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Archive for February, 2012

If I were to ask my fellow med student how natural selection might impact the everyday business of medicine on the floors, I’d probably get a few puzzled looks.  The last time most of my classmates saw the word ‘evolution’ in an academic setting was probably in a basic biology class, which for some might have been as far back as High School.  Med students are quick on the uptake, however, and anyone who has spent any length of time on the floors (or listening to over-hyped news anchors on the 5 o’clock news) has heard of the growing number of antibiotic-resistant bacteria we’re breeding in the hospitals.  There we have it- evolution in action!  Push a little further and someone might remember that being heterozygous for sickle-cell offers some benefit when infected with malaria, so we see sickle-cell disease most frequently in those of sub-Saharan decent.  After that- crickets…

For those of us that spend a bit (ok a lot) more time than most musing about how natural selection applies to everything (it does- I’ll write about that sometime soon), it’s sometimes hard to explain to others why thinking about human health from an evolutionary perspective is the smartest place to start.  After a while it just seems obvious.  When you’ve spent enough time talking to those who also embrace an evolutionary approach to health, you start to banter about the details while forgetting that there are many people out there who haven’t yet seen the big picture.

The big picture- for those that missed it- is that our hunter-gatherer ancestors evolved to fit a very different environment from the one we live in today.  The details of how our ancestors lived are being hashed out by archeologists and anthropologists, but it is obvious to everyone that the modern culture in which most of us live is very different from that which our great-grandparents lived in, let alone the one our pre-agrarian ancestors enjoyed.  Others have spent a lot of time and effort exploring the different aspects of life from an evolutionary perspective- nutrition, exercise, sleep, social interactions- they all matter.  I don’t want to rehash these subjects on a broad-basis here as I think others have already done that job very well.  With time, I will explore some aspects of these elements, but for those that are looking for more on these general topics now, I would suggest the following links.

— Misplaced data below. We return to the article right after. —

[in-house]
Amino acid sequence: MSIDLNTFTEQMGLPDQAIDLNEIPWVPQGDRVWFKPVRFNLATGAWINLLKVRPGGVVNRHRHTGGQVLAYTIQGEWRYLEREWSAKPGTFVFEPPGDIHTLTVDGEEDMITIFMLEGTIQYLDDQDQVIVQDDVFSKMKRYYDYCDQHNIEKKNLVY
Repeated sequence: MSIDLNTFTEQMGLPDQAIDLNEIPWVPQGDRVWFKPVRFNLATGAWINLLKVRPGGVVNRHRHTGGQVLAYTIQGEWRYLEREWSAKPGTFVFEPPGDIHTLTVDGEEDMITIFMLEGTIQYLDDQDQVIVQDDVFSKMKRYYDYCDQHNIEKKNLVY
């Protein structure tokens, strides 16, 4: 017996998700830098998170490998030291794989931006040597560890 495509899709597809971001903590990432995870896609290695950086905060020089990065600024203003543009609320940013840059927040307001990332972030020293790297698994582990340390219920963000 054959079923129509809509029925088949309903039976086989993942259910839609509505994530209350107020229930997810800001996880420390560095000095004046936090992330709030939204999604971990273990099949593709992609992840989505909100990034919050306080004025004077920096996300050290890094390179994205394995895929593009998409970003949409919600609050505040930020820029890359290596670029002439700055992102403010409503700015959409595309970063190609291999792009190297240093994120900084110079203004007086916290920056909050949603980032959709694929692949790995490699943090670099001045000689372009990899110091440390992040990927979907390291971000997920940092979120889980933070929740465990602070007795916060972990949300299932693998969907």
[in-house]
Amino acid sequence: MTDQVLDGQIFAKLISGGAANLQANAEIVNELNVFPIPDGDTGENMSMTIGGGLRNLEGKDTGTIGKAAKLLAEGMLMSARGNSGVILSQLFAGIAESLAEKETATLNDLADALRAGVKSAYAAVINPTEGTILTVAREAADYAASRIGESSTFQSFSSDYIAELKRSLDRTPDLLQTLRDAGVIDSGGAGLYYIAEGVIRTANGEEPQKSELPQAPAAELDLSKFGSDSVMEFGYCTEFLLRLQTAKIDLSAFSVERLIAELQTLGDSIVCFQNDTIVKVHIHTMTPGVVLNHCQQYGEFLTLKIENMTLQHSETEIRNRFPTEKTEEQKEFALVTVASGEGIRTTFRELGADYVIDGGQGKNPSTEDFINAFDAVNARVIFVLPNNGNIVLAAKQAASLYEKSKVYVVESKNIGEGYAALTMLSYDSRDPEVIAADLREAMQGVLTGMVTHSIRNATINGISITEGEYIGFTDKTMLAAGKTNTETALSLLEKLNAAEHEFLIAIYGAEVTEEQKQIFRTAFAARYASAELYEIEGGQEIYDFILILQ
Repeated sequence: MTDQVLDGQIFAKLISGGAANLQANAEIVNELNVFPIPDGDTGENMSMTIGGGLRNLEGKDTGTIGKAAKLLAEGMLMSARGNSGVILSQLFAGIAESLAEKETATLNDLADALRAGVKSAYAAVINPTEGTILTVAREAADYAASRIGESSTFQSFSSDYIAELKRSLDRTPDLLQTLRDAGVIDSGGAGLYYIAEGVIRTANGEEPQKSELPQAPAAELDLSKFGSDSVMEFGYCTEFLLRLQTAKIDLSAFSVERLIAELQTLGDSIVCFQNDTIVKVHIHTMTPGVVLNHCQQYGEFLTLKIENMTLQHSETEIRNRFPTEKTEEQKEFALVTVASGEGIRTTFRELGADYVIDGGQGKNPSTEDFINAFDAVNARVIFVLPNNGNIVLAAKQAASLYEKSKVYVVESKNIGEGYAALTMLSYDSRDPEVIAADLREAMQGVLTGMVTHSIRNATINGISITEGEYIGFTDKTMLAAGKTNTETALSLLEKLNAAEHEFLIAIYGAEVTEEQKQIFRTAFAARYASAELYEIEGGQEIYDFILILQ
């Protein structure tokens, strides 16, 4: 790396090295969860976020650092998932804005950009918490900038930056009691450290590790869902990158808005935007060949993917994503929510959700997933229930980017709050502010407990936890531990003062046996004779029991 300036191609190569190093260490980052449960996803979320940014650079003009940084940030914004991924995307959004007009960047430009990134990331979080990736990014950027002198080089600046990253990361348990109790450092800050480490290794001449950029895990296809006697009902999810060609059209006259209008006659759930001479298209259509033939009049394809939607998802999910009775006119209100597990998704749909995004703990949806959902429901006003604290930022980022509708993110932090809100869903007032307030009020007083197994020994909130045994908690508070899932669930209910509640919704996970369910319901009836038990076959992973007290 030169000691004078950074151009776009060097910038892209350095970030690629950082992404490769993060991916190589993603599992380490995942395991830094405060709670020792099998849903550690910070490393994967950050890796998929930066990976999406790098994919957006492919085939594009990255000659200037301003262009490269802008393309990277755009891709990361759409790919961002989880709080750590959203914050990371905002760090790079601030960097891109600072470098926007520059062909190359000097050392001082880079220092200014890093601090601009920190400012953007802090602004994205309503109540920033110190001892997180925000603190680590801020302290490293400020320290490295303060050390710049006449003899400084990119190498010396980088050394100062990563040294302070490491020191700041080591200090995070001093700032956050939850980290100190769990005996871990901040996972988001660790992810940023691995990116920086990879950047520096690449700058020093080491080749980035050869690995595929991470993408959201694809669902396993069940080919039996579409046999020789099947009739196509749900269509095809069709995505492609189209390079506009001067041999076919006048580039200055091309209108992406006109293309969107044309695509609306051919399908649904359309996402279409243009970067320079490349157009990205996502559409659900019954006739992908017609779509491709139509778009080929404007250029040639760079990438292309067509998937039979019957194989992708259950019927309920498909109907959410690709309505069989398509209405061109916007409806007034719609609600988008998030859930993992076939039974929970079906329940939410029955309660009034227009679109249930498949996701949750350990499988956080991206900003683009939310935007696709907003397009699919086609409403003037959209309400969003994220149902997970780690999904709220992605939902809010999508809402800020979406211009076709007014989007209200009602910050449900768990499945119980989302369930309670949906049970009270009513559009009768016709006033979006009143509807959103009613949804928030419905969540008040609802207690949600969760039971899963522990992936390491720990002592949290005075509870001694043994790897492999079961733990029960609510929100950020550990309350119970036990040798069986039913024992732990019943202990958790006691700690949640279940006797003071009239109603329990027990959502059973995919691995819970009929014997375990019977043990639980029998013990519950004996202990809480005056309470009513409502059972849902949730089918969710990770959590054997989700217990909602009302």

In the paleo-sphere, there is the occasional dust-up about how useful it is to ponder ‘What would Grok do?’.  Just because our ancestors did something does not mean it is something that we need to do now.  Equally, just because something is modern or a product of civilization does not mean it should be eschewed.  What an evolutionary based perspective on health offers is a paradigm which we can hark back to when trying to understand human health (or the lack there of) in the modern world.  As Andrew, of the wonderfully thought provoking blog Evolvify once said “paleo is a logical framework applied to modern humans, not a historical reenactment.”.

While there is a growing community of individuals who embrace paleo concepts in their personal lives, the idea of evolutionary based medicine has yet to take hold in the medical community.  While there are select situations that are attributed to selective pressures- such as bacterial resistance and the occasional genetic mutation such as sickle-cell, a much wider approach- the idea that natural selection applies to EVERYTHING- is very much lacking in modern medicine.  This is unfortunate, as an evolutionary perspective is increasingly necessary for understanding the complex and pervasive chronic diseases that are becoming all too common.  Specific diseases have specific causes, which once identified can be researched, understood, and hopefully targeted with specific therapy.  A good example of this is Cystic Fibrosis, a condition in which an individual inherits two faulty copies of a gene responsible for transporting chloride ions across membranes.  This condition has a clear cause, which is now well understood.  While treatment of this disease is not easy, great progress has been made.  Similarly, cancers that have specific causes, such as cervical cancer caused by Human Papiloma Virus, have been identified and prevented by diminishing exposure to (or immunization against) the problematic factor.  Alas, most chronic conditions, such as diabetes, hypertension, dyslipidemia, and many autoimmune conditions as well as a number of developmental conditions such as ADHD and autism, have not been traced back to a single cause.  These conditions are multifactorial, and unlike conditions caused by a genetic mutation or infection, the manner in which the condition arises is different from individual to individual.